Benzene shows electrophilic substitution reactions. Normally, anything that can generate a carbocation shows, for example, a Friedel-Crafts alkylation reaction. I wanted to know if this reaction is also possible: taking an aldehyde or a ketone with an acid, which will protonate the oxygen atom and generate a carbocation - followed by electrophilic attack on benzene. This reaction can even go further by protonation of the alcohol and forming another carbocation for a second substitution - as I've shown in the picture below. I couldn't find this anywhere, though it seems a simple way to make a benzyl alcohol - why isn't it more frequently carried out like other cases like Friedel-Crafts Alkylation, or Acylation, etc.? Something almost identical happens in synthesis of DDT using chloral and chlorobenzene.


2 Answers 2


I haven’t ever seen a reaction directly like that. To generate the alcohol you drew on your piece of paper, I would probably use phenyl lithium or phenyl magnesium bromide and add that to acetone; it is easier and faster. (Note that the reaction would stop at the tertiary alcohol and not react further under elimination of water.)

Note that the reaction to synthesise DDT starts from trichloroacetaldehyde. The three chlorine atoms draw electron density away from the carbonyl group, further strengthening the cation. I would suppose that this is not seen often because of the activation a simple aldehyde would need. Let’s face it: benzene is a very bad nucleophile.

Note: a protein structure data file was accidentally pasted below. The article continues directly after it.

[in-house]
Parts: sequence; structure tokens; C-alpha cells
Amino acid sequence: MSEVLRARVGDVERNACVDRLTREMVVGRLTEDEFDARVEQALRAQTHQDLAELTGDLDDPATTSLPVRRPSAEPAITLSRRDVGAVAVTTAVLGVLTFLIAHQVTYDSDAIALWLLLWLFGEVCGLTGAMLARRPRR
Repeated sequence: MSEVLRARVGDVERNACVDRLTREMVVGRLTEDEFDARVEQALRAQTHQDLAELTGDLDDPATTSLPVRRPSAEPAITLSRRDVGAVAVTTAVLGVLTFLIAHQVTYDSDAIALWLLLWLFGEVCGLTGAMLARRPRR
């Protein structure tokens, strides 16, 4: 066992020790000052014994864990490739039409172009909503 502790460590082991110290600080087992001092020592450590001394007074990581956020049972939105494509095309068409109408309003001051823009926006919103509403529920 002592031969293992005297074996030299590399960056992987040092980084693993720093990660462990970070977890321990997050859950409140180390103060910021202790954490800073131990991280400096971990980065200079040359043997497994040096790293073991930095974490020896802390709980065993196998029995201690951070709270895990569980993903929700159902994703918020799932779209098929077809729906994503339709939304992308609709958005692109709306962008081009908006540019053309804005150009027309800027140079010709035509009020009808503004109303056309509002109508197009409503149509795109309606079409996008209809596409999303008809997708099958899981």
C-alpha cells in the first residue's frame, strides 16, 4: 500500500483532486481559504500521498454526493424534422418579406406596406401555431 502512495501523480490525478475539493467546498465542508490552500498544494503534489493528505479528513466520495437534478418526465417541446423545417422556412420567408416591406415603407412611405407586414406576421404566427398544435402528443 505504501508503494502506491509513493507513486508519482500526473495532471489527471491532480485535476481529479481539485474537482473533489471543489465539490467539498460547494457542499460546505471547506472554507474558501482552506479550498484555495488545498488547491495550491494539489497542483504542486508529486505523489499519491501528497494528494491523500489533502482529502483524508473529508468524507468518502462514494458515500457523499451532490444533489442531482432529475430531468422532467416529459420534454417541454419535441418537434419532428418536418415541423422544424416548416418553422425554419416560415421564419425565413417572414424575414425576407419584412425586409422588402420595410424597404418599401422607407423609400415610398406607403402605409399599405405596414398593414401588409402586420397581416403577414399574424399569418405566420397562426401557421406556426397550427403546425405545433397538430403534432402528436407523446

I think that it is quite difficult to generate the carbocation in the second case as the carbon atom of benzene is $\mathrm{sp^2}$ hybridised which is more electronegative than an $\mathrm{sp^3}$ hybridised carbon atom. It makes the carbon atom that is attached to it more unstable if it carries a positive charge. So formation of a carbocation could not take place.

  • 6
    $\begingroup$ Actually formation of such carbocations occurs quite readily, they are resonance stabilized benzylic cations. $\endgroup$
    – ron
    Jul 6, 2015 at 14:13
  • $\begingroup$ The 7 member tropylium ion formed from the benzylic one mentioned above is still aromatic $\endgroup$
    – Beerhunter
    Jul 11, 2015 at 18:06

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